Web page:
Since that announcement less than two years ago, the company has lured away Microsoft’s top federal executive, increased the number of federal, state and local government agencies with whom it does business from 20 to more than 150 and partnered with a host of traditional government contractors.
As the federal IT focus moves from cloud computing to big data, meaning the push to make better use of reams of data, Amazon is again in the spotlight. A government press release earlier this year describing big data pilot efforts mentioned just one company by name — Amazon Web Services — for its work on a National Institutes of Health program.
The business — a separate unit of Amazon.com — began in 2006, when the retailing giant realized it could use its experience developing technology for its online store and internal systems to create a cloud computing infrastructure for other businesses and organizations. The offering proved popular because it allowed companies to not only avoid purchasing their own equipment but permitted them to pay solely for what they used.
“By building that early, they dealt with a lot of the challenges that people moving to cloud are dealing with right now,” said said Shawn P. McCarthy, research director at IDC Government Insights. “The federal government has a lot of requirements ... [Amazon] already dealt with a lot of that.”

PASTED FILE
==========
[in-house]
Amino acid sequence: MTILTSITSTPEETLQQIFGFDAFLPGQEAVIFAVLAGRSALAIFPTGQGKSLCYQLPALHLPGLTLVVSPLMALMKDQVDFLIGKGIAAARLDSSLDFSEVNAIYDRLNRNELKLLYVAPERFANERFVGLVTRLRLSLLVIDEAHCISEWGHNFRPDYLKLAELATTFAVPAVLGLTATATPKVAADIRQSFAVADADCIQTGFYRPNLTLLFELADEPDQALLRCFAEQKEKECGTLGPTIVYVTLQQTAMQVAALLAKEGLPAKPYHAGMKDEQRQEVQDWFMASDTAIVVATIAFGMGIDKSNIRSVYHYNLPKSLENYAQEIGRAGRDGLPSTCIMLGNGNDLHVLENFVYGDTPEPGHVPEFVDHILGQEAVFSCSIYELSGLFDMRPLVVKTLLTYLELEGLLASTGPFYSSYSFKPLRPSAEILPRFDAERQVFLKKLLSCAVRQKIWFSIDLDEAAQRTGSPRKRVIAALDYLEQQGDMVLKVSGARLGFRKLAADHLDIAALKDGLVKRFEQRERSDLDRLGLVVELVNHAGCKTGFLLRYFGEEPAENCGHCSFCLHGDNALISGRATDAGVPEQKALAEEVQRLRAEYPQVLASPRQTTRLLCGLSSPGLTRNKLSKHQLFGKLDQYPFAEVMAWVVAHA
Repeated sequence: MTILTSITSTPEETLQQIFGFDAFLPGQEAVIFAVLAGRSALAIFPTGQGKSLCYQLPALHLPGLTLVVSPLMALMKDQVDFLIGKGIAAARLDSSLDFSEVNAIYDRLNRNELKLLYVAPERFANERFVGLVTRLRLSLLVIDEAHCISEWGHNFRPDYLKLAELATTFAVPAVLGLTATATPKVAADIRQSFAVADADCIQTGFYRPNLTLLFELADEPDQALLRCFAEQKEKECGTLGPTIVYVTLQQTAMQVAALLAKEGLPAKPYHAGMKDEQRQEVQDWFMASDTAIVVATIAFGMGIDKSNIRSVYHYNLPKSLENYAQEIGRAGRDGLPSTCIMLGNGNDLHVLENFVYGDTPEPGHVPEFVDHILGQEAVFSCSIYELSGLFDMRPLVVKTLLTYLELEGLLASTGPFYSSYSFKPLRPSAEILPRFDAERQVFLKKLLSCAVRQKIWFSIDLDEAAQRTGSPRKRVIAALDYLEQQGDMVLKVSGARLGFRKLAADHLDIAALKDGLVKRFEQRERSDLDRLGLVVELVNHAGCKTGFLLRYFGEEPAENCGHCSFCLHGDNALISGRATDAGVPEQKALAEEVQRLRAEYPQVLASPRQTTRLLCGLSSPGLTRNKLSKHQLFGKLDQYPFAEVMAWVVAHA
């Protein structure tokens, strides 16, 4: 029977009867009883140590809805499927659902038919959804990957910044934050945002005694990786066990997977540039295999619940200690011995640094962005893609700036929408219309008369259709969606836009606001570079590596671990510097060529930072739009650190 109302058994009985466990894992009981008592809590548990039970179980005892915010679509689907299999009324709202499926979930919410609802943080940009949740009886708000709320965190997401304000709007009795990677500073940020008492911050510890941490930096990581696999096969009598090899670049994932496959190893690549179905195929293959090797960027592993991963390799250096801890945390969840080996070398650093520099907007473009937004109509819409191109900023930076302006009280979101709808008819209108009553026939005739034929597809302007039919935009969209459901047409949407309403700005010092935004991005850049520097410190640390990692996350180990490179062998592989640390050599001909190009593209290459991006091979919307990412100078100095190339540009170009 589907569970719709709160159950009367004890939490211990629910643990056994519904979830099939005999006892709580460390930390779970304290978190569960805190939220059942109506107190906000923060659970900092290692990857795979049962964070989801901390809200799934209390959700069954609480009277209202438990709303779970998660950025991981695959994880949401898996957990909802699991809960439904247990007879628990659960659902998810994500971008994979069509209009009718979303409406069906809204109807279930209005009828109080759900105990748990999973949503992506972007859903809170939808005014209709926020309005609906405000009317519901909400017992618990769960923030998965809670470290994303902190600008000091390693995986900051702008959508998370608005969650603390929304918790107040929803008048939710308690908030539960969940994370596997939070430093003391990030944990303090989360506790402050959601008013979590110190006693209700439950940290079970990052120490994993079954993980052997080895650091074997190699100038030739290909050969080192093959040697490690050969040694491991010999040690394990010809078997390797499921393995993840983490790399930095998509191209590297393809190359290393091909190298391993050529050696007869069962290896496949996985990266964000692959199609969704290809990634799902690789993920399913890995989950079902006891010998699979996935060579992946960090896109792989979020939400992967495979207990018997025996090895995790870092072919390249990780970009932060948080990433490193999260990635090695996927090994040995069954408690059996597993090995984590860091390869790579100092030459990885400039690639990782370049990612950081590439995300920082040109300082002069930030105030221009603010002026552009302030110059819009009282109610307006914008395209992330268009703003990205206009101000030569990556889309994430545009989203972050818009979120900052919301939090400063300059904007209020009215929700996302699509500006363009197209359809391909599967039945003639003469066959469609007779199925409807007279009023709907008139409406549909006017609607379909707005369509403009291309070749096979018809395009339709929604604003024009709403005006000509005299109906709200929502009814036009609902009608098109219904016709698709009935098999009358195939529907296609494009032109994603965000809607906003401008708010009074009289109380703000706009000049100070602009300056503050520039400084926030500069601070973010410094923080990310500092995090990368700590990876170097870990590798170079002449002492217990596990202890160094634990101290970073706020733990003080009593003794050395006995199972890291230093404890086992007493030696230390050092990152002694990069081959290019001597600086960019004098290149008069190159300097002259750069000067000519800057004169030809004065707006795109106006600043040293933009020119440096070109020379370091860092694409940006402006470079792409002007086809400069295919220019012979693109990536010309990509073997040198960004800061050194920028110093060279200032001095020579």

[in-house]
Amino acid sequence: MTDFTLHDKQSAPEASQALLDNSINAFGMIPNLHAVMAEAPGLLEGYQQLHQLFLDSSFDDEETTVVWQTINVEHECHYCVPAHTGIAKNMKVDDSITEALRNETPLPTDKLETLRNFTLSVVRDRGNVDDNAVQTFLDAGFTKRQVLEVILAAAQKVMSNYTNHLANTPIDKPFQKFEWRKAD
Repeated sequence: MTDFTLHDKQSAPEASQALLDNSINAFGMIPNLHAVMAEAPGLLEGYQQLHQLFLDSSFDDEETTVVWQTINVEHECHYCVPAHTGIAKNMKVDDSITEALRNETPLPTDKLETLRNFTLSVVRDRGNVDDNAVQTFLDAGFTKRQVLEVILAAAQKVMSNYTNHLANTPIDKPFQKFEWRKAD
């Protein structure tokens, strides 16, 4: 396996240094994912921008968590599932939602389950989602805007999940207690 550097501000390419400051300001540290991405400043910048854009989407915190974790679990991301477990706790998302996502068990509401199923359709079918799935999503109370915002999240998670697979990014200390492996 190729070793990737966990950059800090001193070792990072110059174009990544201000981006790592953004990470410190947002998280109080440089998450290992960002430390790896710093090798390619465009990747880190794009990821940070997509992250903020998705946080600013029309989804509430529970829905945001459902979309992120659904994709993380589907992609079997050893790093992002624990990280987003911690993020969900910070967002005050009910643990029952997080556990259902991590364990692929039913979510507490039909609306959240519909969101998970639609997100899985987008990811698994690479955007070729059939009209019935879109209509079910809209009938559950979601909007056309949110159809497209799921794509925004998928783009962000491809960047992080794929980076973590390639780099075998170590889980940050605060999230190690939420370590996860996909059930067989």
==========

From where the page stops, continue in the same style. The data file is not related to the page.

The federal government was slow to embrace the new model. But in late 2010, Vivek Kundra, the government’s first federal chief information officer, put together a federal IT plan that called for dramatic changes, from shuttering hundreds of government data centers to moving federal agency programs to the cloud.
At the same time, AWS, seeing an opportunity, hired Teresa Carlson, the former head of Microsoft’s federal business, to lead its public sector efforts.
“Our strategic approach to the market was number one, get the message out to the agencies that we’re here,” Carlson said of how Amazon took on federal sales.
Amazon’s pitch to agencies was that they could take a “self-serve” approach, paying for what they wanted and stopping when it was no longer needed.
For those concerned about the security of sensitive data, Amazon moved to create “GovCloud,” a cluster of data centers only available to government agencies and contractors.
“With the government space, there just is a lot of opportunity for change,” said Jillian E. Mirandi, an analyst with Technology Business Research. “Amazon — being a cheap, visible infrastructure-as-a-service vendor—saw an opportunity, and no one else was really doing it like them.”
Though Amazon does not break out AWS revenue, Mirandi estimates that the unit’s sales totaled $940 million in 2011. She estimates revenue in the first quarter of 2012 hit $290 million — a 40 percent boost from the same quarter a year earlier.